Even if you haven’t watched many K-dramas (like me), have you ever wanted to go inside TV shows to, you know, gently make sure that your ship sails?
Dramaworld is what happens when a K-drama superfan gets pulled into Dramaworld – the place where all K-dramas happen – because the story is broken and it’s up to her to get the right people together by the time the credits roll.
Each episode is short, so it’s easy to watch the whole season in one evening and laugh with this hilarious comedy.
Interactive Stories (Video Games)
You know how games often have achievements or side quests that you can miss the first time you play through? If you’re like me, every time you finish a game and find out that there’s more you could to do to really complete it, you tell yourself “Yeah, I’d like to go back through and finish all the things.”
Except you never do.
Cogs is a steampunk-themed puzzle game where you move around tiles to line up gears and steam pipes in order to power little machines. My brother, when I showed it to him, said it’s like someone took a minigame and made it into a full game.
The first day I played it, I went through all but one of the puzzles in inventor mode. All of them. One of them took me an hour to figure out. I stayed up until at least 2am working through these puzzles because I apparently love this game that much. And, instead of stopping there and never coming back, I proceeded to, over the next couple of days, complete all the challenge mode puzzles. On Sunday, I’ll be at it again, trying to get all the gold medals in inventor mode.
This is the only game that I’ve ever done this with.
Maybe it’s the steampunk aesthetic. Maybe it’s the problem-solving. Maybe it’s both. The two Portal 2 themed puzzles at the end are also a nice touch.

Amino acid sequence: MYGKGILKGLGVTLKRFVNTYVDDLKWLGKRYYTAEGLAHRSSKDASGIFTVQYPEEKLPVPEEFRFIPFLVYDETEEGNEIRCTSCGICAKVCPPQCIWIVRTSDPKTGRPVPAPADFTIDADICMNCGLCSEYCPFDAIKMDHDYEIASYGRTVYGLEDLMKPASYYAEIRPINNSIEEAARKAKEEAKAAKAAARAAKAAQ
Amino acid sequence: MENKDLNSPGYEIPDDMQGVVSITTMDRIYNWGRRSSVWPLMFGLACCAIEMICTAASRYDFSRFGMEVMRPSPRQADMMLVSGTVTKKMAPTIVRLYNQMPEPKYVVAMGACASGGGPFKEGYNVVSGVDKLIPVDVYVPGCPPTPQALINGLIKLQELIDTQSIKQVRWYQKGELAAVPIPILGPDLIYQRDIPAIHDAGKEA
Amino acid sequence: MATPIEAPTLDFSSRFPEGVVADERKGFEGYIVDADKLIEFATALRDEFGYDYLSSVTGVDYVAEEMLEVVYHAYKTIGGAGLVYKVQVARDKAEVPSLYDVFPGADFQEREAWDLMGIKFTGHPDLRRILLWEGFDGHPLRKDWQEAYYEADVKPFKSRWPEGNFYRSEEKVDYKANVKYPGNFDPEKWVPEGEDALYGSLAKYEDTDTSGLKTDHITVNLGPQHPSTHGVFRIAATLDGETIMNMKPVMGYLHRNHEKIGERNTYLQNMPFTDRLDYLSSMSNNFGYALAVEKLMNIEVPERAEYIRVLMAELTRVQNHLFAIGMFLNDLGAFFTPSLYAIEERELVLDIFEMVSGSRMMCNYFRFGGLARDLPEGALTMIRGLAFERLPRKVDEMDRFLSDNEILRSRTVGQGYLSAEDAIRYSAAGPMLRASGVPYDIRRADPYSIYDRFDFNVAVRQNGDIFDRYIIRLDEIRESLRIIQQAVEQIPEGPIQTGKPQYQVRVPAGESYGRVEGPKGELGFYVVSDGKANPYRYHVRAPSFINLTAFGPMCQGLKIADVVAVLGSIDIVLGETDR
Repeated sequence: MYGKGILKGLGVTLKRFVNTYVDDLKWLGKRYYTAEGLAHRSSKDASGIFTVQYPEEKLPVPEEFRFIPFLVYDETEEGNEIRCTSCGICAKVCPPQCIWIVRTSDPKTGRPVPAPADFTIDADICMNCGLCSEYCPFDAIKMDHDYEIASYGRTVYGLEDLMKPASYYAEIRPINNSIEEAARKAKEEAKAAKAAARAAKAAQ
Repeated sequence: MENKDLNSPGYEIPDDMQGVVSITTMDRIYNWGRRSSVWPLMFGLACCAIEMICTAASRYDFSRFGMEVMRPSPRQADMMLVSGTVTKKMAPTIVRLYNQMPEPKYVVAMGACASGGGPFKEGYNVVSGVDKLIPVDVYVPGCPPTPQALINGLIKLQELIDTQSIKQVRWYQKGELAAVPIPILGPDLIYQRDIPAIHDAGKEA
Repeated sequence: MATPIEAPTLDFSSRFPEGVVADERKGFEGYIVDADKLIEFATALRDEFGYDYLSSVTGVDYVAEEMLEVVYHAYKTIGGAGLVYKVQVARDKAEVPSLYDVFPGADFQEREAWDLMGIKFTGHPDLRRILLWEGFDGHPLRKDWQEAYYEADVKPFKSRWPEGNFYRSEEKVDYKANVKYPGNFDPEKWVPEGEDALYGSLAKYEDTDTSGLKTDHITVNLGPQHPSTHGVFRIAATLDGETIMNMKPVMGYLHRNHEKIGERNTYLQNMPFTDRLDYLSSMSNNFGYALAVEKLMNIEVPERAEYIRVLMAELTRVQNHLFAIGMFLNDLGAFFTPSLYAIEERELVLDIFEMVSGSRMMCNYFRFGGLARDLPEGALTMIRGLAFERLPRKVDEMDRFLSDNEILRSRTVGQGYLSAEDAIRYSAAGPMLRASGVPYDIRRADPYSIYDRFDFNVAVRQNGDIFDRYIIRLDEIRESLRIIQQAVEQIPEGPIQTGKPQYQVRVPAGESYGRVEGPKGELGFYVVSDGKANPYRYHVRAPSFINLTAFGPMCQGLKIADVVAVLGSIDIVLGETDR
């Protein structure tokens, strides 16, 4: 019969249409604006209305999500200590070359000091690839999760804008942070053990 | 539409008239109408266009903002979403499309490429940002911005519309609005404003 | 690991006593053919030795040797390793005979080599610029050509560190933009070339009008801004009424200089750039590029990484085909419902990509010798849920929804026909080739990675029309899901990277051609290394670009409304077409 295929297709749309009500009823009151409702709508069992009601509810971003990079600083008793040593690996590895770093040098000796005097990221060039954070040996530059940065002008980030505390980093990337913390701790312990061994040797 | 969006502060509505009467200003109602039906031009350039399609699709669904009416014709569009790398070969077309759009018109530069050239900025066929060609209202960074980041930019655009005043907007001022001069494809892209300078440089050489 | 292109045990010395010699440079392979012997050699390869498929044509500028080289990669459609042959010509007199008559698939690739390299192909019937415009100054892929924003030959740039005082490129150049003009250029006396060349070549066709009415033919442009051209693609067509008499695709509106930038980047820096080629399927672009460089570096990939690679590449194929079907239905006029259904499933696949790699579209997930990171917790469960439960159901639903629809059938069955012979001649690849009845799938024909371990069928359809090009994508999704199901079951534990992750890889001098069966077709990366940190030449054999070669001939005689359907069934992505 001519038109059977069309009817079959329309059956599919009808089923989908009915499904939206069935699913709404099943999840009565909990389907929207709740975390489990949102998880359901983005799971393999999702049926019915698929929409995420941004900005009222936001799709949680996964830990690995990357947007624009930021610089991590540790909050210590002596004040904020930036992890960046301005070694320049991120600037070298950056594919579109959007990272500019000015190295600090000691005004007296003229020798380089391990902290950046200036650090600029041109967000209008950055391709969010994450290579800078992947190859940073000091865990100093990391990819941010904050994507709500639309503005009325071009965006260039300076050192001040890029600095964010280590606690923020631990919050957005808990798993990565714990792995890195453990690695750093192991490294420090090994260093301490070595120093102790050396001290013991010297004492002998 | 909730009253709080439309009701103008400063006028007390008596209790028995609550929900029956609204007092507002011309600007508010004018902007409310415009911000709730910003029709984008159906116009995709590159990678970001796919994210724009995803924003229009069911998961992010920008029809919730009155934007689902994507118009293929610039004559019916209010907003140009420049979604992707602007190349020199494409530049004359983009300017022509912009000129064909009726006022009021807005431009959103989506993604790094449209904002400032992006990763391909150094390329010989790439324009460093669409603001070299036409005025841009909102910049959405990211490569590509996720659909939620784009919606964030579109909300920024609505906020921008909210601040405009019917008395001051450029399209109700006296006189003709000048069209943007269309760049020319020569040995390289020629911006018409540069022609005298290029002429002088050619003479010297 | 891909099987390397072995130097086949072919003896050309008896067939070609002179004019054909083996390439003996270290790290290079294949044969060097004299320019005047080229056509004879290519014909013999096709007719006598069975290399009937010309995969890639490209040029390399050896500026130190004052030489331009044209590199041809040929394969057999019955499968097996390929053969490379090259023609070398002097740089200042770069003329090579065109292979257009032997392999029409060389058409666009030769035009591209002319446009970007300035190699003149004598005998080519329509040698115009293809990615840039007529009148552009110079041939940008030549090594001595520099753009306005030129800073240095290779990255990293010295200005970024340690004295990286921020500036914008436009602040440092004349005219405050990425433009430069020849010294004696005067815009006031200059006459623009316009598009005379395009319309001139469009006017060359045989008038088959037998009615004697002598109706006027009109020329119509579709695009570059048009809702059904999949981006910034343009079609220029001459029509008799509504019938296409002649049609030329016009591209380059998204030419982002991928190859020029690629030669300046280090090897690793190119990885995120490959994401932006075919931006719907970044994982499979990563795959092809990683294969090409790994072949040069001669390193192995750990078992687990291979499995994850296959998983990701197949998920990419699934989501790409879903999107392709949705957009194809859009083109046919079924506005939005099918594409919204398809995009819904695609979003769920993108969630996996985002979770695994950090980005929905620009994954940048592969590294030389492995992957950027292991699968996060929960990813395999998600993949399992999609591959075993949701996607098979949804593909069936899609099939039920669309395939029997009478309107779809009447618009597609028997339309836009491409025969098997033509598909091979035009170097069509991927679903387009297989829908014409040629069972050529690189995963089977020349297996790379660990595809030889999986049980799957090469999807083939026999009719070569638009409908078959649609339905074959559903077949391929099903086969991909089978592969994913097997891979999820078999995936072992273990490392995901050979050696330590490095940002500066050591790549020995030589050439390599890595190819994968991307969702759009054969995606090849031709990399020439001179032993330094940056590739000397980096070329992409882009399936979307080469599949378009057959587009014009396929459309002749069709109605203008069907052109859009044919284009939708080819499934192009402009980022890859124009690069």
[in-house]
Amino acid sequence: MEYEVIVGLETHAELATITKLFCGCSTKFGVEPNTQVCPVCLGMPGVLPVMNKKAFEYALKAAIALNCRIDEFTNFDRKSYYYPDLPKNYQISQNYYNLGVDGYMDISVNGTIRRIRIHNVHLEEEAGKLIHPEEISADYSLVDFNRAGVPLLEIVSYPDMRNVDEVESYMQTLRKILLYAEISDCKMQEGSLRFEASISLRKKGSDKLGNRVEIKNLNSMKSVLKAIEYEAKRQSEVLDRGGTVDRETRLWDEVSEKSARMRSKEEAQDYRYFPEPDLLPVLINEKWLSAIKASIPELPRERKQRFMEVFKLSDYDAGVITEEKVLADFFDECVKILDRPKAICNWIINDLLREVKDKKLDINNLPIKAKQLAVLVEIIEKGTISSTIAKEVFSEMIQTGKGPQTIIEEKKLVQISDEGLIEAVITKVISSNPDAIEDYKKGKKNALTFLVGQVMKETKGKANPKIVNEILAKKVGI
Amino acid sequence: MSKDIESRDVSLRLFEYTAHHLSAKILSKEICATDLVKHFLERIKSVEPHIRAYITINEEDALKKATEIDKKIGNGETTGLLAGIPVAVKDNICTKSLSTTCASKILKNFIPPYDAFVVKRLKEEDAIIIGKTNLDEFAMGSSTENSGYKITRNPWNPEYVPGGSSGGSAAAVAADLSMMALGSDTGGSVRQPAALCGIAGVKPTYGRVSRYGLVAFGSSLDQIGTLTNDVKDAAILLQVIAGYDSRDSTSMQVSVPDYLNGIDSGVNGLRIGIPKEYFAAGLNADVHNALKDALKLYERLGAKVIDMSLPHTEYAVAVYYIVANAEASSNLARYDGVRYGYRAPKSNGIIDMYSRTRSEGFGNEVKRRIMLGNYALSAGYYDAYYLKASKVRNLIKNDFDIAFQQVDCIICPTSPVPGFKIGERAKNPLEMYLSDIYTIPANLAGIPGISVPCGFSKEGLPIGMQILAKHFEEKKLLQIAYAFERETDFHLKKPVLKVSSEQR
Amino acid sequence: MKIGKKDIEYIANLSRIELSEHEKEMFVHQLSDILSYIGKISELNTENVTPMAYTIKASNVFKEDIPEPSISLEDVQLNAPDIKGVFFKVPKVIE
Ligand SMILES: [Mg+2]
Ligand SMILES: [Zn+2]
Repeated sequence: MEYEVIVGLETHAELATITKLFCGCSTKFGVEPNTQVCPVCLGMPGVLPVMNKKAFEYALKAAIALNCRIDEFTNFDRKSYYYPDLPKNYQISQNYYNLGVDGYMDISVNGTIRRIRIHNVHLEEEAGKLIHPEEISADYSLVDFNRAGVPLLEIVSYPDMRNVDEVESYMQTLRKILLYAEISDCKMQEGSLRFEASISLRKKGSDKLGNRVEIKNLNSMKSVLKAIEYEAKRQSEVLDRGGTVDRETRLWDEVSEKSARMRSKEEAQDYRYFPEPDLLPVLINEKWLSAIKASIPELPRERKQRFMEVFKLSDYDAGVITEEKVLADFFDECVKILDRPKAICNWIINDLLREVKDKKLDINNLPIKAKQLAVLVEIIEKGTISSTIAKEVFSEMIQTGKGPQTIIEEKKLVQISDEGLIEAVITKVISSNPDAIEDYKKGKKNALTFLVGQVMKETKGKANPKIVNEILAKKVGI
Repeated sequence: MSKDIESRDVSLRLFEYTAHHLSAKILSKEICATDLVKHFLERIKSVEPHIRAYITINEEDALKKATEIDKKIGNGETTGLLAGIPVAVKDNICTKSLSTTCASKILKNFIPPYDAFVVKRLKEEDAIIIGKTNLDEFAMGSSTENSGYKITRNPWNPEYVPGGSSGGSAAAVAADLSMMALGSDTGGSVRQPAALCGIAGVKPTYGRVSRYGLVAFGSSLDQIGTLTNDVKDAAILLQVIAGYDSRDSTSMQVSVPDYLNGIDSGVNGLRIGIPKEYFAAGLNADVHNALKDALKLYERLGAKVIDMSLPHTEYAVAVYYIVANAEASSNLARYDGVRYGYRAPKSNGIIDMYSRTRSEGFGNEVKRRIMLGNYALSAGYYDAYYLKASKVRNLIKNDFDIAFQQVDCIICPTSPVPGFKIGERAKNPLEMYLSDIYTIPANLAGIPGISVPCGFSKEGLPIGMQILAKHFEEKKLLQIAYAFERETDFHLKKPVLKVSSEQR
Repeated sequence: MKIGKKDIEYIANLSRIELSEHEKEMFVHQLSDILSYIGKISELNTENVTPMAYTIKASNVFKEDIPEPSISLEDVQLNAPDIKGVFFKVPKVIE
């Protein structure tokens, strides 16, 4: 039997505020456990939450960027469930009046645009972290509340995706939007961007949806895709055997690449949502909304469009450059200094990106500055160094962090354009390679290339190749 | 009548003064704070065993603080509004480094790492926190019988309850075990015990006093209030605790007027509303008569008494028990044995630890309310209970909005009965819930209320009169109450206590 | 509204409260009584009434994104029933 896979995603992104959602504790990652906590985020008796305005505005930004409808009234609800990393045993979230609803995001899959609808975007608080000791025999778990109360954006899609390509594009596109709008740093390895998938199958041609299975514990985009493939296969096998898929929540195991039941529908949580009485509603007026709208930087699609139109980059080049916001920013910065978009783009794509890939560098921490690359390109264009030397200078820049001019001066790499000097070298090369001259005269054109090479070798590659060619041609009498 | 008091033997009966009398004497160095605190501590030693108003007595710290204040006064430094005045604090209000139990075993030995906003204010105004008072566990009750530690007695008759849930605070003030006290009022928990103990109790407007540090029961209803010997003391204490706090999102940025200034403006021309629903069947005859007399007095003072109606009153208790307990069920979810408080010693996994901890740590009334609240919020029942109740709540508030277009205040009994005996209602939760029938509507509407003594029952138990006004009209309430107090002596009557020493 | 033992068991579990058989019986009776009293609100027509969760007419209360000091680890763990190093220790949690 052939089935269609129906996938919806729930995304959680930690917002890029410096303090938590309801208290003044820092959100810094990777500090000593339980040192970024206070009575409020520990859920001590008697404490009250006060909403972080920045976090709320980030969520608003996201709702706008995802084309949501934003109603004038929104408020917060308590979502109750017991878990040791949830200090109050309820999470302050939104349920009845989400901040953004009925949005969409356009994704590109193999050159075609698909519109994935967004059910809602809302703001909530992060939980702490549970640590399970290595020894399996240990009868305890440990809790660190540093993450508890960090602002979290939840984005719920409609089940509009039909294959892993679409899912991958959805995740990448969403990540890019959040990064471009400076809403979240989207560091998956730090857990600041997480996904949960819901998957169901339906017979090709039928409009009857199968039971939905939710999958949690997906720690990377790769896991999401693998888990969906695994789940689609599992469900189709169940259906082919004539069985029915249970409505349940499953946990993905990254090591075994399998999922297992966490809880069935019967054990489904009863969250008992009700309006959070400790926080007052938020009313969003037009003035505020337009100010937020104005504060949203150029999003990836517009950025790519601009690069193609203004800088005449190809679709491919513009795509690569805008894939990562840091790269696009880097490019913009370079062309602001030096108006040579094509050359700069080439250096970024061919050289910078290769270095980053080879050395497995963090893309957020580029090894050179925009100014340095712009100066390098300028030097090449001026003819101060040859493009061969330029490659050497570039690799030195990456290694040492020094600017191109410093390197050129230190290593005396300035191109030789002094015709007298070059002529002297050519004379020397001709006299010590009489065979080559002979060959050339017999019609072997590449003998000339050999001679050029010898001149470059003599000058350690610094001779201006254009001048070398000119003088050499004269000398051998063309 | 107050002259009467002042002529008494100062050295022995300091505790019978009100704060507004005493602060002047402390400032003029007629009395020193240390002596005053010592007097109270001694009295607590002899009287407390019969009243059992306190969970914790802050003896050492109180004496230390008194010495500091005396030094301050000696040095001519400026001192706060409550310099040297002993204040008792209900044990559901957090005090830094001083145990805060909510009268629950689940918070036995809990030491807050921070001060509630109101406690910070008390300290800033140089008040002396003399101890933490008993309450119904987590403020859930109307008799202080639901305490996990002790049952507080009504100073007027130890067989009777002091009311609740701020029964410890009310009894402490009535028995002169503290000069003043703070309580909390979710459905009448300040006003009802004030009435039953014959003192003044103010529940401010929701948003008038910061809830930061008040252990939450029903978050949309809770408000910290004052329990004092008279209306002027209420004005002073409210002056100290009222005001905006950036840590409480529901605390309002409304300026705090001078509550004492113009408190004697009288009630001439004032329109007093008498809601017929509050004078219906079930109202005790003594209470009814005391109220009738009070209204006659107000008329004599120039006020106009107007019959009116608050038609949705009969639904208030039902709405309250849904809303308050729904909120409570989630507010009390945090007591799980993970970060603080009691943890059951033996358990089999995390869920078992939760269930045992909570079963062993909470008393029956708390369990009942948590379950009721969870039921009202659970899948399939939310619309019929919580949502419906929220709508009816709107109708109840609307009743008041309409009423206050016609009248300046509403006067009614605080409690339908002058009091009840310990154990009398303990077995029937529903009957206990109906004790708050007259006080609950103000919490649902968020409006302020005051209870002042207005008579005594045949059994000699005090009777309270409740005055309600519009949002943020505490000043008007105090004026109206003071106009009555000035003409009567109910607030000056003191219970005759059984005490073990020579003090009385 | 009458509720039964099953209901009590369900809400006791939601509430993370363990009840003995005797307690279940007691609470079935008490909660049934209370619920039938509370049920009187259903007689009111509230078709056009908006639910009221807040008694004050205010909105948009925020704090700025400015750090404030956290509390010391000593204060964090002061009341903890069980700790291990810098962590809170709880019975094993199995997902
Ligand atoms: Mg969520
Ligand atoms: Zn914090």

I think, though, that a huge part of it is the 3D spatial reasoning component. This isn’t Candy Crush-esque puzzles, where you line up items of the same colour, while new things appear with every move you make. These are puzzle boxes, puzzle machines, complete in all their jumbled components, and they take some thinking ahead to get working again.
It’s like a much cooler version of unravelling knots, which is something I love to do (seriously. Give me a huge tangle of yarn, electrical cords, or jewelry, and I will happily spend hours unsnarling it).
You may not love puzzles as much as I do, but if you like them in the slightest and find the idea of repairing little steampunk machines charming, then you’ll like this game.
If you’re running Windows 8.1 or 10 and try to go to full screen, things might go weird. Like this:
If that happens, go to where the game is stored, right click on it, and open up Properties:
Check the box beside “Disable display scaling on high DPI settings”:
And everything will show up just fine:
That’s it from me. Go forth, have fun, and make sure to RSVP to the Kickstarter. :)